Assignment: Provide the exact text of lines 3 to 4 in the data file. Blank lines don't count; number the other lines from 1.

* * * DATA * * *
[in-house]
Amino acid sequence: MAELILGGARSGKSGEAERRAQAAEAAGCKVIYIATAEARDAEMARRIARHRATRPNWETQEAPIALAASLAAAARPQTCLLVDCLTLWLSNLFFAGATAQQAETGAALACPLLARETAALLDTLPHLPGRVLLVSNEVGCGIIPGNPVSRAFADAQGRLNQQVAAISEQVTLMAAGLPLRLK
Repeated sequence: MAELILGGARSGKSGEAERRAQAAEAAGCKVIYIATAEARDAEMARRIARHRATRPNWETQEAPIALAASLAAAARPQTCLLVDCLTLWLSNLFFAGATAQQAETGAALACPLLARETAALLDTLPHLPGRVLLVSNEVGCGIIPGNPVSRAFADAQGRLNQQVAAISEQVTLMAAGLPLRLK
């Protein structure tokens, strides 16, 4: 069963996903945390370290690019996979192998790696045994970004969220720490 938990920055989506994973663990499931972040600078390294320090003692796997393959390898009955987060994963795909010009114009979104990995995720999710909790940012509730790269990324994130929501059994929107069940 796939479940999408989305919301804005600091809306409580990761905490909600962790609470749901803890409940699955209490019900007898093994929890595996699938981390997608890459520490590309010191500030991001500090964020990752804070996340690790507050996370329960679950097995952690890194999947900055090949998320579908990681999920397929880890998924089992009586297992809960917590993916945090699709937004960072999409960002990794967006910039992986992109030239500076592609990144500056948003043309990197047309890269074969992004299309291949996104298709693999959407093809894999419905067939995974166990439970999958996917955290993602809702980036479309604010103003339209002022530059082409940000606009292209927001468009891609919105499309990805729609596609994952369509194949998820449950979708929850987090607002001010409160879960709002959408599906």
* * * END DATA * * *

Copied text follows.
Repeated sequence: MAELILGGARSGKSGEAERRAQAAEAAGCKVIYIATAEARDAEMARRIARHRATRPNWETQEAPIALAASLAAAARPQTCLLVDCLTLWLSNLFFAGATAQQAETGAALACPLLARETAALLDTLPHLPGRVLLVSNEVGCGIIPGNPVSRAFADAQGRLNQQVAAISEQVTLMAAGLPLRLK
């Protein structure tokens, strides 16, 4: 069963996903945390370290690019996979192998790696045994970004969220720490 938990920055989506994973663990499931972040600078390294320090003692796997393959390898009955987060994963795909010009114009979104990995995720999710909790940012509730790269990324994130929501059994929107069940 796939479940999408989305919301804005600091809306409580990761905490909600962790609470749901803890409940699955209490019900007898093994929890595996699938981390997608890459520490590309010191500030991001500090964020990752804070996340690790507050996370329960679950097995952690890194999947900055090949998320579908990681999920397929880890998924089992009586297992809960917590993916945090699709937004960072999409960002990794967006910039992986992109030239500076592609990144500056948003043309990197047309890269074969992004299309291949996104298709693999959407093809894999419905067939995974166990439970999958996917955290993602809702980036479309604010103003339209002022530059082409940000606009292209927001468009891609919105499309990805729609596609994952369509194949998820449950979708929850987090607002001010409160879960709002959408599906």